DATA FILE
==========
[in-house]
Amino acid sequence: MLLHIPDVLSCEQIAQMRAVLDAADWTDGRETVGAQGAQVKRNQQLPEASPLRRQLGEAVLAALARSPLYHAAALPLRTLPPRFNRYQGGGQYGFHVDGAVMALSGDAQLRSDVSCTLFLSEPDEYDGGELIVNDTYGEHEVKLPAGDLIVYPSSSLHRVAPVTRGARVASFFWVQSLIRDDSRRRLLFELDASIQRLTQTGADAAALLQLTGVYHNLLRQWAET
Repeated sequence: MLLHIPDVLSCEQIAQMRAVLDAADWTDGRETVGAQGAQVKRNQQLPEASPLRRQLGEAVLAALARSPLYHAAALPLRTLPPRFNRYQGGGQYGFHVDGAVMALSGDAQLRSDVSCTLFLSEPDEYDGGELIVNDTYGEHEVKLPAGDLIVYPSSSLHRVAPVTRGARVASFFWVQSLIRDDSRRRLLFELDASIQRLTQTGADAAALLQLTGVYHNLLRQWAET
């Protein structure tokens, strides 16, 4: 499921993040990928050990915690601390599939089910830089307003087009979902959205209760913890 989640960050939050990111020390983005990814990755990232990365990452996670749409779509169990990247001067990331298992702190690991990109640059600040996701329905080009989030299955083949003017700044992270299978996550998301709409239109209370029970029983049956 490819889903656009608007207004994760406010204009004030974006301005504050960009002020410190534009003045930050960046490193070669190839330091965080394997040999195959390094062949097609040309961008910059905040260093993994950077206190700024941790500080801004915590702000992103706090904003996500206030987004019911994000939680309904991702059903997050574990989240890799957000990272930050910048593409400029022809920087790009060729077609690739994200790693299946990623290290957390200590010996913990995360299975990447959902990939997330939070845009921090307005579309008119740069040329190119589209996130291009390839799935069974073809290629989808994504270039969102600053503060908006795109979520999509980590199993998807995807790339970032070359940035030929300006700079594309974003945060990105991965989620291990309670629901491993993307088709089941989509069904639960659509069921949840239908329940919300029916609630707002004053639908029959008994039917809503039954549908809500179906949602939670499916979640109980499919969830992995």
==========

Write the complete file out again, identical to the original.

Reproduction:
[in-house]
Amino acid sequence: MLLHIPDVLSCEQIAQMRAVLDAADWTDGRETVGAQGAQVKRNQQLPEASPLRRQLGEAVLAALARSPLYHAAALPLRTLPPRFNRYQGGGQYGFHVDGAVMALSGDAQLRSDVSCTLFLSEPDEYDGGELIVNDTYGEHEVKLPAGDLIVYPSSSLHRVAPVTRGARVASFFWVQSLIRDDSRRRLLFELDASIQRLTQTGADAAALLQLTGVYHNLLRQWAET
Repeated sequence: MLLHIPDVLSCEQIAQMRAVLDAADWTDGRETVGAQGAQVKRNQQLPEASPLRRQLGEAVLAALARSPLYHAAALPLRTLPPRFNRYQGGGQYGFHVDGAVMALSGDAQLRSDVSCTLFLSEPDEYDGGELIVNDTYGEHEVKLPAGDLIVYPSSSLHRVAPVTRGARVASFFWVQSLIRDDSRRRLLFELDASIQRLTQTGADAAALLQLTGVYHNLLRQWAET
């Protein structure tokens, strides 16, 4: 499921993040990928050990915690601390599939089910830089307003087009979902959205209760913890 989640960050939050990111020390983005990814990755990232990365990452996670749409779509169990990247001067990331298992702190690991990109640059600040996701329905080009989030299955083949003017700044992270299978996550998301709409239109209370029970029983049956 490819889903656009608007207004994760406010204009004030974006301005504050960009002020410190534009003045930050960046490193070669190839330091965080394997040999195959390094062949097609040309961008910059905040260093993994950077206190700024941790500080801004915590702000992103706090904003996500206030987004019911994000939680309904991702059903997050574990989240890799957000990272930050910048593409400029022809920087790009060729077609690739994200790693299946990623290290957390200590010996913990995360299975990447959902990939997330939070845009921090307005579309008119740069040329190119589209996130291009390839799935069974073809290629989808994504270039969102600053503060908006795109979520999509980590199993998807995807790339970032070359940035030929300006700079594309974003945060990105991965989620291990309670629901491993993307088709089941989509069904639960659509069921949840239908329940919300029916609630707002004053639908029959008994039917809503039954549908809500179906949602939670499916979640109980499919969830992995």